It’s March 14th 2015, getting close to midnight, and I’m up late playing Mortal Kombat on my Sega Genesis while spinning Fear of a Black Planet in the corner of my room. I know that sentence sounds like something right out of ’93, but coincidentally an album that can easily be labeled as this generation’s Fear of a Black Planet was unexpectedly launched into cyberspace that same night and when it hit, it was like an atomic bomb went off, sending the Internet up in a frenzy.
I downloaded the leak, courtesy of links from friends and associates. But after getting past track one I cut it off. Why? Because I was bumping a clean version.
From then on I waited patiently and ignored the internet until I could acquire an unedited version of this album in all its glory. And when Top Dawg finally released it on iTunes, sleep was nonexistent that night.
Two words that come to mind when I think about this album are FEARLESS and UNCOMPROMISING.
Ranked 4th on Metacritic’s list of highest rated albums of all time. Above My Beautiful Dark Twisted Fantasy, Madvillainy, Stankoina and many others.
Yeah, we can say it’s all hype. Many already have. We’ve had a bundle of writers at Complex do this with the reach of Mr. Fantastic holding a selfie stick. We’ve had Billboard writers pretty much put Kendrick above Tupac, Chuck D, Ice Cube, Big Daddy Kane, Slick Rick, KRS-One, and others. The amount absurdity uttered is actually understandable. The album is mainstream and left-field. It’s eventful. It’s unique. It’s 50 stories above heads and it’s author is sits upon the roof being all of the above.
So ahead of my time/Even when I rhyme about the future I be reminiscing
I feel like this more so applies with Kendrick Lamar and it’s proven with this album.
This is an album that goes against the current agenda of “mainstream” Hip-Hop artist and takes a left turn. But not an unfamiliar one. To Pimp A Butterfly could’ve easily been a good kid m.A.A.d city Part 2 or a continuation of aggressive taunts at some of the biggest names in the rap game. Instead he dived into the roots of the genre, grabbing elements of soul, funk, jazz, and spoken word, making something that feels authentic, yet nostalgic.
Institutional racism and institutional lies. The grapples of depression and self loathing. The quest for peace and the search for answers.
Even Black on Black crime, which is a topic that many mainstream artist wouldn’t dare tackle directly in their music, yet Kendrick addresses it head on and so unapologetically. The timing couldn’t have been more fit coming off 2014, an unfortunate year for Black youth, and starting off 2015, which was more or less the same for Black youth. Music such as this is good whether it fully appeals or not, because it creates a much needed conversation. It’s a discussion, it’s art, it’s an embodiment of Black excellence and Black culture.
It’s almost undeniable that this album will go down as one of the greatest Hip-Hop albums of all time. Is it as big as Illmatic, Ready 2 Die, 36 Chambers, The Blueprint, or The College Dropout? Not yet, but it can certainly get there one day. Hell, it inspired the late legend David Bowie while he was crafting his last studio album Blackstar.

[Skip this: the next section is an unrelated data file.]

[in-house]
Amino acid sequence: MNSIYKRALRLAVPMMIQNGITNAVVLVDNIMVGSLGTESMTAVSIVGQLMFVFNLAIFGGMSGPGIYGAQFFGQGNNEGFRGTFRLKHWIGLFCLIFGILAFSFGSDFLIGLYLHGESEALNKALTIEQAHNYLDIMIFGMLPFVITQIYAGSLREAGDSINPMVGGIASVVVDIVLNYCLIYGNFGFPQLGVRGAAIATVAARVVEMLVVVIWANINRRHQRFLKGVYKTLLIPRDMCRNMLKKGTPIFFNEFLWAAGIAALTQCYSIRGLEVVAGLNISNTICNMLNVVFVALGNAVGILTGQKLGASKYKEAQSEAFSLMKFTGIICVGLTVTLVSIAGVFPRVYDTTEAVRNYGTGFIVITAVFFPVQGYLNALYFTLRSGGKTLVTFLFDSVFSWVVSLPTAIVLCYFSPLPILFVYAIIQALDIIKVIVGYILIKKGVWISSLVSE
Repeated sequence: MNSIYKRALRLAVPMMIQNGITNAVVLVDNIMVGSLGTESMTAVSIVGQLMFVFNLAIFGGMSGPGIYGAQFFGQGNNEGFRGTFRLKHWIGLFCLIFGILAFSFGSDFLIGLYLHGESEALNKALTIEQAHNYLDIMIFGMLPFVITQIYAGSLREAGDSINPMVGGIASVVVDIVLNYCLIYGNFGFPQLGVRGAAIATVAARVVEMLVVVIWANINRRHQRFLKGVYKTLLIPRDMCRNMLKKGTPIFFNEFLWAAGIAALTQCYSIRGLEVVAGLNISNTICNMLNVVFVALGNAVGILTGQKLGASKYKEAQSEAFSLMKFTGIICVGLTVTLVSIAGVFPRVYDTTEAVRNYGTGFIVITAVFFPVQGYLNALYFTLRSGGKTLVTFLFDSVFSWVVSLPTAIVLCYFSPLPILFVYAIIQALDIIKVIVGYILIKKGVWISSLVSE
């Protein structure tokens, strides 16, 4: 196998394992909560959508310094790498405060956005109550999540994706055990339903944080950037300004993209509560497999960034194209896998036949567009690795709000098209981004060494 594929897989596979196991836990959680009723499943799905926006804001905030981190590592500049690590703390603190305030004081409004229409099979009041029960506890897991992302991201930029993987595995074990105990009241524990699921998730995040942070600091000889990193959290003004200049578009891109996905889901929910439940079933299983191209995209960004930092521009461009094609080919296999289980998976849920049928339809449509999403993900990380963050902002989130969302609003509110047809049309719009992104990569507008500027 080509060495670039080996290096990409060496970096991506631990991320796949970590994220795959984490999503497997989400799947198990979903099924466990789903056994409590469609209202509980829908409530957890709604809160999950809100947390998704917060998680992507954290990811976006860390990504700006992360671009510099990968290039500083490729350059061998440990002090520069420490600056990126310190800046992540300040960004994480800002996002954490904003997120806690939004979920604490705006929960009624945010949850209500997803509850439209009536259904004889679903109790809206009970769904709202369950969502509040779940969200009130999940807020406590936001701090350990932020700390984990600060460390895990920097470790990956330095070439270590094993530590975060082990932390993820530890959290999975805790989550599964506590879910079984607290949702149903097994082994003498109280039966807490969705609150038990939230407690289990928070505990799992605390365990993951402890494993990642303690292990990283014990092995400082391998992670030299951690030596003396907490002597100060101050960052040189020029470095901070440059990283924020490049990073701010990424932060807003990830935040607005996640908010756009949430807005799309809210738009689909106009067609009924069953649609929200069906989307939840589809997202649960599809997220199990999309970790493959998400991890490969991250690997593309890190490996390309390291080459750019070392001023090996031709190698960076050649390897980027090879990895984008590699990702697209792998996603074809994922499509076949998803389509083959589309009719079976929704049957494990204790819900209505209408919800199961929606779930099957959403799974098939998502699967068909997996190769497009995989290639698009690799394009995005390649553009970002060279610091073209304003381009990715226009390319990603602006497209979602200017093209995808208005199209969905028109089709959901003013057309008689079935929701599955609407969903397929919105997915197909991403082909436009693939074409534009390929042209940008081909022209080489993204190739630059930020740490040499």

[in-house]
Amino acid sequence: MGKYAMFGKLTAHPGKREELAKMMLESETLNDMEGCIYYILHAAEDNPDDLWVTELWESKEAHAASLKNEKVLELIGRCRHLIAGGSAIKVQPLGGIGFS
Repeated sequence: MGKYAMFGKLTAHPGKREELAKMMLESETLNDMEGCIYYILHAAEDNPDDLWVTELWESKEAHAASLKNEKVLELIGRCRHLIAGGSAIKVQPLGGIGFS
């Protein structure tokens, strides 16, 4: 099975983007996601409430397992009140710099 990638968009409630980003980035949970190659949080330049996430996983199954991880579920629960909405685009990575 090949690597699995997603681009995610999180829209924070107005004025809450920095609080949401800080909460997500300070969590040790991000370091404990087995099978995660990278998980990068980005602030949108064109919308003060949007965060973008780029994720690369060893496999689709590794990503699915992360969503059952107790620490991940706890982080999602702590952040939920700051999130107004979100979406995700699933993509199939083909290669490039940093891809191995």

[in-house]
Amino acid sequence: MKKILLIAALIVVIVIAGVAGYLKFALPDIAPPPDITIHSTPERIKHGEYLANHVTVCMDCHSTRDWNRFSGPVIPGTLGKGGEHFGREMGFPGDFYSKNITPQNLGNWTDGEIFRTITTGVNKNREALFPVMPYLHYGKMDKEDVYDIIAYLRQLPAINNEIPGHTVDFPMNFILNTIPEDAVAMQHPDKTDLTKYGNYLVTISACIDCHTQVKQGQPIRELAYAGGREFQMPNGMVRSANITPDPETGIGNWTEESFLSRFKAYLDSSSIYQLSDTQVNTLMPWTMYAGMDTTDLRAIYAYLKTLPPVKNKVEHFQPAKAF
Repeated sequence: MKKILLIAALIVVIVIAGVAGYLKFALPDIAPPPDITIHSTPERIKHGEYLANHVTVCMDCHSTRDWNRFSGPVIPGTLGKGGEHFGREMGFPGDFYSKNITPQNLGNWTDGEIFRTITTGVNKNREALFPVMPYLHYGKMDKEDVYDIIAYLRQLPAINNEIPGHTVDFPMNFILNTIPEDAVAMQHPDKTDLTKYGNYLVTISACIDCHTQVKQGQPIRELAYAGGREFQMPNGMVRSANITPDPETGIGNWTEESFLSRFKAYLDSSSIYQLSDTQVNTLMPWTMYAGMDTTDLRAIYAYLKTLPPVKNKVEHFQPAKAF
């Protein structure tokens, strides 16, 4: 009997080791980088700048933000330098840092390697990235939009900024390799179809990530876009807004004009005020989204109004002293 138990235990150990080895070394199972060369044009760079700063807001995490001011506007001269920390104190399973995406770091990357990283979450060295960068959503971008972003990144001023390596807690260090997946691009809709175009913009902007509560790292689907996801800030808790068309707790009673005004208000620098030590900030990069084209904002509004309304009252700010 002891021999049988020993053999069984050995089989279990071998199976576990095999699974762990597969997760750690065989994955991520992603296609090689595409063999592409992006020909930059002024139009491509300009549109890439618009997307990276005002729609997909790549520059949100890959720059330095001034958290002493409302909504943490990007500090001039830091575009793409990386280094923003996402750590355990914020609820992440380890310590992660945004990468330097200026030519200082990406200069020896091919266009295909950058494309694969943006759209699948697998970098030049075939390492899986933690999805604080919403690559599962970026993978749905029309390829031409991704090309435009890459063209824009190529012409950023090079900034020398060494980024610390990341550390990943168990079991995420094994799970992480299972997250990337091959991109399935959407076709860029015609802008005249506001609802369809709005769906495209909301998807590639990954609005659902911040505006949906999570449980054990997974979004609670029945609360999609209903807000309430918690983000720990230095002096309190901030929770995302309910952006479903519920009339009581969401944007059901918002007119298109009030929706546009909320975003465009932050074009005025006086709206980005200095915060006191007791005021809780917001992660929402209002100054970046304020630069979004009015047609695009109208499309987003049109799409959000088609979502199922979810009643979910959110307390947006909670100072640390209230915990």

This could’ve gone all wrong for Kendrick. People could’ve received this and spat on it and criticized his artistry like how Marvin Gaye’s Here, My Dear was initially received. But like I said, he was fearless and refused to compromise.
Before this album, Kendrick Lamar had already proved himself as a quality lyricist and conceptual writer. To Pimp A Butterfly showed us that Kendrick Lamar was shapeshifting into something more, or rather metamorphosing. The question now is much the same as when we finished Kendrick’s last album, where does he go now?
With each release, Kendrick Lamar pushes the boundary and I’m pushed more and more into being comfortable with acknowledging Kendrick as being one of the greatest. Not just of this generation, but of all time. The signs are all there.
His catalog is impeccable. Quite frankly speaking, if his next album is on the same level as the last two then we might need to consider giving him a spot in the among the top 10.
A few weeks after the release of this album I struggled with whether or not I felt if this was really an A+ album for me. I wasn’t sure if I was caught in the moment/hype. I didn’t dislike a single track, but some couldn’t compete with others for me. But then I thought about whether or not this album would be as great as it is without even one of those tracks. Truth is, it wouldn’t be. In order to complete its mission, this album needs all 16 of its soldiers standing in their right positions. This album as a whole completes its mission.
The album ends without giving a direct answer, and it was never trying to. It leaves you wondering and questioning what the solution be and what would Tupac’s response be.
This album doesn’t point fingers. It’s a look in the mirror. It’s a self reflection that can be applied to many in different, yet similar aspects.
“How Much A Dollar Cost” still gives me chills. The acapella skit at the end of “i” still brings a smile to my face. The last line of “The Blacker The Berry” still cuts me deep, and “Mortal Man” still leaves me in awe.
It’s been a year since this albums was released and we’ve digested it many times, but still can’t shake the feeling as if it’s still soaring over our heads. It could take another year or two to fully grasp true entirety of this masterpiece that is To Pimp A Butterfly.
So the question is, after a year’s pass, “Is it still as good as it was when it first dropped?”
The music videos, the live performances, the Grammy awards, the untitled tape, the controversy and beyond…this shit is aging like wine.
To Pimp A Butterfly extra credits in Heaven.
- James Brown – Backing Vocals
- Miles Davis – Composer, Featured Artist
- Marvin Gaye – Featured Artist, Backing Vocals